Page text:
Anxiety (Get Nervous)
Last Monday right after we finished Family Home Evening the power went out. Having experienced blackouts before, this was no big deal, right? This was a piece of cake . . .
You would have thought the world had come to an end!
Wait, was this the answer to prayer? Was our puberty trial over!?! No such luck, just a blown transformer!
In less time then it took to wind up an old fashioned alarm clock, Ethan wound him self up with anxiety over the fact the power was out. Which was both fascinating and exhausting.
For the next forty-five minutes he,
1) Started pacing the floor immediately and began asking repetitively, 'Dad, what happened to the lights? Where are the lights? . . . Dad, the lights are off, why are they off?'
2) Realized he needed a flash light, darted off down the dark hall to his bedroom to retrieve one of a dozen flashlights he owns. (yeah, he's obsessive with flashlights, having both flashlights, and headlights)
3) Returned to pacing the floor with flashlight in hand, 'Dad, the lights are off, why are they off? . . .'
4) As he paced, he checked each room, looked out each window, paced some more, and asked once again, 'Dad, what happened to the lights? Where are the lights? . . .'
But what was fascinating, was that he is not afraid of the dark. He's actually not afraid of anything, let alone the dark! So why the anxiety?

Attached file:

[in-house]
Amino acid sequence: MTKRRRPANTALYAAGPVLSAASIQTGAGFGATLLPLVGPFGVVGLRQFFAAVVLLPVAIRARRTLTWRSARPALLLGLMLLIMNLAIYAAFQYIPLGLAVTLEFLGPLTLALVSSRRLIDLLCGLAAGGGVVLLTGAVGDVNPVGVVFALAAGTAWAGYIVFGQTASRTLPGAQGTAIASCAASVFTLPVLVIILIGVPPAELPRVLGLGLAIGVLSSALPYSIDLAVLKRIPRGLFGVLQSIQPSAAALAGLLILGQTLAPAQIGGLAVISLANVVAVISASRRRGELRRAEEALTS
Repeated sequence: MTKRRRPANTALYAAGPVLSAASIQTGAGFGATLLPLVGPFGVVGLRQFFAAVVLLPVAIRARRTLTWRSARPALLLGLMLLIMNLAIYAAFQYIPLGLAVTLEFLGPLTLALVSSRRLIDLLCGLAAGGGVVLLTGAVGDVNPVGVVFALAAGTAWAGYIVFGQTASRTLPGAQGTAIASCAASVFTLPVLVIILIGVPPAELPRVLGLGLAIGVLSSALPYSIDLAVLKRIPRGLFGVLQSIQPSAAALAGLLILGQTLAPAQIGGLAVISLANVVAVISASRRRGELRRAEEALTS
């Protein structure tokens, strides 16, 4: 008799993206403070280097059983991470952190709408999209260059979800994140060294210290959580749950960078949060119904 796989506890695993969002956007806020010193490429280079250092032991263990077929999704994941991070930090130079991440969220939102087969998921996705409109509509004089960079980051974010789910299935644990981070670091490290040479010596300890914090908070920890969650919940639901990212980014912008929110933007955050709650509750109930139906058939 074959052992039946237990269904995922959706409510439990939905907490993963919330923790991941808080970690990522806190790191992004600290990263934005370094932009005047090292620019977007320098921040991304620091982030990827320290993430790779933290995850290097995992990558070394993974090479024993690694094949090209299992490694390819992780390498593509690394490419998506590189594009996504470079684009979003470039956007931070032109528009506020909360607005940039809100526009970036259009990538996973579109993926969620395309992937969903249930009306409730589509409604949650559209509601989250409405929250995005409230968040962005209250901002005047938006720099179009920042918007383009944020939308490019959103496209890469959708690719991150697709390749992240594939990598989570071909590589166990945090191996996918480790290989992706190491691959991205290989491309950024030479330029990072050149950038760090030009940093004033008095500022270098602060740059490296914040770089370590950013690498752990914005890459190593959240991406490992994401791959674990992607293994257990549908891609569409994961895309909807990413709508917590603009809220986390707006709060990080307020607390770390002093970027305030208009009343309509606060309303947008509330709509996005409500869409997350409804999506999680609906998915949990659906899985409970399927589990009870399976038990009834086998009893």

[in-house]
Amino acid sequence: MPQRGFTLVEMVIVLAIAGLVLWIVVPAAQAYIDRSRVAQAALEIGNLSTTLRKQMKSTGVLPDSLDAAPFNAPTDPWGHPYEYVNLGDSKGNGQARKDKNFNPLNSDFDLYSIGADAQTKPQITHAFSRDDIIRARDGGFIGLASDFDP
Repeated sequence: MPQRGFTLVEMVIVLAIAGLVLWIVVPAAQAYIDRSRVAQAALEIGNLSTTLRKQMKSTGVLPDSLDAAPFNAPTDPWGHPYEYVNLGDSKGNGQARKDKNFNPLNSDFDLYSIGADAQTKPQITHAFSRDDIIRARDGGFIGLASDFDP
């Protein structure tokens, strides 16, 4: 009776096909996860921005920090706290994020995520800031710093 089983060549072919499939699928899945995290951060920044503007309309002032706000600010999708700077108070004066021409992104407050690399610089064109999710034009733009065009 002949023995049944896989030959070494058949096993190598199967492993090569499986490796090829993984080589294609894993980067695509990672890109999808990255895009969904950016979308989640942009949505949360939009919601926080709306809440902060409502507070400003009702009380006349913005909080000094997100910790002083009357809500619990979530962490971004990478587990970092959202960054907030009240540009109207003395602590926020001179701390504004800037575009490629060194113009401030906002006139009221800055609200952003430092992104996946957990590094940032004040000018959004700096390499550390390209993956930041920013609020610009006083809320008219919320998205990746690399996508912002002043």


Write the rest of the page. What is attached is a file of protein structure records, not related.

His favorite game is to play Hide and Seek in the house. This is done by waiting until night time, turning off all the lights in the house (including covering anything that emits lights, like alarm clocks, DVD players, modems, etc. with papers, books, etc). One person counts and then the rest of us hide somewhere in the dark house.
When Ethan is the finder, he always carries his flashlight (the little cheater - we have to tell him to turn it off regularly, to which he replies, 'But, I can't see. . .') and wanders the house looking for us. As he does we can hear him say, in this creepy Chitty-Chitty-Bang-Bang-child-napper-voice, 'You can't hide from me . . . I'm going to find you . . .'
If we let him, he would want to play this game everyday for hours on end. Which baffles me. Why then the anxiety over the power being out. What makes this different then turning them all off on our own. Is that it, is it just that simple? Is the anxiety caused because somebody else turned the lights off, and we can't turn them on until they say we can? Is the anxiety a result of not having control over the lights? I wonder . . .
After an hour, we were able to convince him that it was late, nothing bad was going to happen and it was time for bed. He still has difficulty sleeping in his own room, so he crawled up next to me, bundled up under the covers, and closed his eyes. Within seconds he fell asleep, and drifted into his dreams, but that is another story . . .